Sun, sea and golden beaches on the Cornish coast

“I want to go to a sandy beach. Our three-year-old’s bottom lip was set, her mind made up.

Tuesday, 30th April 2019, 2:19 pm
On the beach at Crantock

We’d driven six hours to get to Cornwall from Sheffield and we’d been promising buckets and spades all the way. So, as the sun began to set on our first afternoon on the north Cornwall coast, we left the clifftop pub where we’d eaten tea overlooking the Atlantic and headed to Crantock Beach. Online reviews said the beach could be busy, with no hope of a space in the car park. But at 5pm,as most folk were leaving, we headed in - and it turned out to be the best decision of the day. The beach was breathtaking. Acres of soft golden sand, a warm lapping tide perfect for paddling, silky sand dunes that slipped away beneath our feet as we scrambled to the top to take in the view.

“This is what I wanted,” our little girl said, and we had to agree. In the end we spent three hours on the beach, way past bedtime, filling buckets with foamy seawater to slosh into moats, collecting feathers and shells, watching the crowd change from families to teens and a photographer setting up his tripod to capture the hazy lilac, pink and orange of the fading day.

Our base for the week was Trevella Park, a small, friendly campsite in countryside near the tiny village of Crantock.

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On the beach at Crantock

We’ve stayed on campsites before, mostly in France, but this was among the best. Our clean, modern caravan was situated near reception beside a pretty field with a small grassy playground, a warm outdoor swimming pool with paddling pool, and a pets corner. There was no loud entertainment or blaring music. Just floral displays, a modestly priced takeaway, and a decently stocked shop selling the essentials - useful before we got our bearings and realised Morrison’s was two minutes down the road, and The Old Albion in Crantock served great pub grub.

The week passed far too quickly. We were blessed with wonderful weather so Crantock wasn’t the only beach we were able to enjoy. Among the best of the rest were Holywell, another stunning expanse of perfect sand, towering dunes, and a freshwater stream trickling to the sea, and Lusty Glaze, 133 vertiginous steps down to a privately-owned cove with caves and a driftwood feel - a stylish but relaxed restaurant, bar and acoustic music - where we passed an entire day with ease.

We were just 10 minutes from Newquay, surf capital of the UK with an unexpected kiss me quick air, where we passed a morning browsing the souvenir shops and visiting the Blue Reef Aquarium. A full day was spent at the wonderful Newquay Zoo, a lush oasis - more of a botanical garden than a zoo - where the lions, penguins and monkeys live in pretty enclosures surrounded by palm trees, tropical flowers, and bridges spanning streams. Our daughters loved it.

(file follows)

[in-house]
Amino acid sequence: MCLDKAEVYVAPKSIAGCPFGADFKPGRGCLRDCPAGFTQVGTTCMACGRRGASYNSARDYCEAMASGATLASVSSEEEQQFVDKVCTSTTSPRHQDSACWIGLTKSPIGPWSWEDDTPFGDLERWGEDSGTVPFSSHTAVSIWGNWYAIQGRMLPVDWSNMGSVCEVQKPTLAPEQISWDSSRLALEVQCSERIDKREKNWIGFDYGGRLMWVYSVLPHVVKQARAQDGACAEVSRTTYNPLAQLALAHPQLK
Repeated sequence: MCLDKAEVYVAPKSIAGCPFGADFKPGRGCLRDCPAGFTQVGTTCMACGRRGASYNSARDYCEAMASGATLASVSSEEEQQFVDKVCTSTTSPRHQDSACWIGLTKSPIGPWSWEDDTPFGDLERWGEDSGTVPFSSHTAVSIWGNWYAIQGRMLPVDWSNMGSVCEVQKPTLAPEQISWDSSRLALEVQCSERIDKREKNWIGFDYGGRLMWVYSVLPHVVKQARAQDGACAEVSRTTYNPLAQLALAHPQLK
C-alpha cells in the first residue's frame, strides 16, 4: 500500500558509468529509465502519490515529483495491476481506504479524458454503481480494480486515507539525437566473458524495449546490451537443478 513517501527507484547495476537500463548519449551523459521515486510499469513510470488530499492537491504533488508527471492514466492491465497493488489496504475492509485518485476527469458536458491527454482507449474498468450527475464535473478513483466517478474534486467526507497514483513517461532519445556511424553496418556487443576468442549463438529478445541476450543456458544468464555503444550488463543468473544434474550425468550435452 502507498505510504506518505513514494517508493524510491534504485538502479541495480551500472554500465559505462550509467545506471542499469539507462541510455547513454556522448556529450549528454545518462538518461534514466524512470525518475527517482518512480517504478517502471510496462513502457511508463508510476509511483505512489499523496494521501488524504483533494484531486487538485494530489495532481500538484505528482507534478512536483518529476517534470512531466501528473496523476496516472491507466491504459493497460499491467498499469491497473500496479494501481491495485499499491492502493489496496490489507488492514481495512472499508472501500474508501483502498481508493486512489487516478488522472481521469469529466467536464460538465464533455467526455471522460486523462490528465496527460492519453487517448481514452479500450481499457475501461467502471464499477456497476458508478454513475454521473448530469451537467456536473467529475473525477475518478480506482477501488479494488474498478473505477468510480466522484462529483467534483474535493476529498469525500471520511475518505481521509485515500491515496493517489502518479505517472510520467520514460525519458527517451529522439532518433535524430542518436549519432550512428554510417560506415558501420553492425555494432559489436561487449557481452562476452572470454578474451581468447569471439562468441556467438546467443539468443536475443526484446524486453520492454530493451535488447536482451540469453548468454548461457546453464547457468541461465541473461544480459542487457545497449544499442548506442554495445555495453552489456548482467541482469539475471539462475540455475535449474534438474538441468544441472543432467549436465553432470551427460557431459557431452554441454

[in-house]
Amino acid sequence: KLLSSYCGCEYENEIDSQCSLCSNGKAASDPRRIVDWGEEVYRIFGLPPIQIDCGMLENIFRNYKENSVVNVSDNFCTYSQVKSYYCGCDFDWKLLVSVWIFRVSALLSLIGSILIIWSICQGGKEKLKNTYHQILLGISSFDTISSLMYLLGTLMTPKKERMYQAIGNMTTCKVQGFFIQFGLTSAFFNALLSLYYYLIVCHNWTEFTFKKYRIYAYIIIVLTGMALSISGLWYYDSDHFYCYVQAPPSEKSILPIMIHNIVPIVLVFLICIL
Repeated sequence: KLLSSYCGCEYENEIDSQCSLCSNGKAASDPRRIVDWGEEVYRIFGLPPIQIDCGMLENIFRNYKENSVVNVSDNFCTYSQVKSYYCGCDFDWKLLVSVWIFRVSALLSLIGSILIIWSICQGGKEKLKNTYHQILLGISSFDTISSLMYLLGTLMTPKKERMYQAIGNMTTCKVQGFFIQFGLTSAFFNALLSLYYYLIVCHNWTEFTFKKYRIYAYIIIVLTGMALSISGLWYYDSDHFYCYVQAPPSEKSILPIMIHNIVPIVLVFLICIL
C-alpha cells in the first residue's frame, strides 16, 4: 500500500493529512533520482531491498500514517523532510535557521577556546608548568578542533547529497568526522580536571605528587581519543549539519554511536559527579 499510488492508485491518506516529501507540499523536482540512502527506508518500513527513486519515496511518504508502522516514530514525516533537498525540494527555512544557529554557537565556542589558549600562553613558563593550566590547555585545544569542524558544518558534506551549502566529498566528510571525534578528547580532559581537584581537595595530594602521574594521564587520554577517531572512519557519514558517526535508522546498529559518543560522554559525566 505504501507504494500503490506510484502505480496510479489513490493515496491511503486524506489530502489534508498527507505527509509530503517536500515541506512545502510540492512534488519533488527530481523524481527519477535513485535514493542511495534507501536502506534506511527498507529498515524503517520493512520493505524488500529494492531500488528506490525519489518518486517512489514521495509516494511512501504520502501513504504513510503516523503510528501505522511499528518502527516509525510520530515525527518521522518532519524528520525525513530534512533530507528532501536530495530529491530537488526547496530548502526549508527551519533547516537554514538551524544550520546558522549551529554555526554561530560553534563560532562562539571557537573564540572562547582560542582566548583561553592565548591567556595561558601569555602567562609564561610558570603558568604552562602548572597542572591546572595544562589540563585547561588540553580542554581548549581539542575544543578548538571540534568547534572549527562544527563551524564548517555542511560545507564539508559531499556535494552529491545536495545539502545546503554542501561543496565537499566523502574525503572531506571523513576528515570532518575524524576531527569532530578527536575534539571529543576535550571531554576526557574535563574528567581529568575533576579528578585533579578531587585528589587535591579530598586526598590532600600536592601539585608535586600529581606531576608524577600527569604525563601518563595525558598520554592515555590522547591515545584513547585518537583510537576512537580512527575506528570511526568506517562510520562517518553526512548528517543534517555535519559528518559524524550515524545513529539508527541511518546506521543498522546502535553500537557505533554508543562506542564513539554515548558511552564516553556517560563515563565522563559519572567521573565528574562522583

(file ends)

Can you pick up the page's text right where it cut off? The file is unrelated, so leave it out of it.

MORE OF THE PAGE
We drove out one evening all the way to Land's End, chasing the setting sun as we motored along winding country roads to reach the iconic headland before dusk. It was an atmospherically eerie place to be, and our three-year-old was captivated by the notion she'd visited 'the end of the world'.

On the beach at St Ives

We took a road trip to St Ives, a labyrinth of tiny cobbled streets, cafes, gift shops and galleries. Artists have long flocked to the tiny town for the quality of the shimmering light, and we took in the Tate St Ives - vivid modern art on crisp white walls overlooking the brilliant blue sea - and the wonderful Barbara Hepworth Museum and Sculpture Garden. The Wakefield-born sculptor’s home and studio is now a display of her life and work, and her garden is a pocket paradise. Later we sat awhile on a strip of sandy beach, gazing at the boats bobbing on the water, and spotted a seal - surprisingly big close up, its glossy head and shiny black eyes popping up out of the waves to watch us watching it.

On our last day in Cornwall we headed to the magnificent Eden Project, pricey at £64 for an advance family ticket, but a full day of fascinating walks exploring the wonderful plants. The steamy rainforest biome with its banana trees and real rain clouds was our favourite.

Charles stayed at Trevella Park near Crantock on Cornwall's north coast, where a seven night holiday starting July 13, 2019, costs from £836, based on up to six people sharing a two-bedroom Luxury caravan. Visit or call 01637 830 308.

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Fun in the playground at Travella

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The clifftops above Crantock, Cornwall
Barbara Hepworth Museum garden in St Ives
Lusty Glaze beach, near Newquay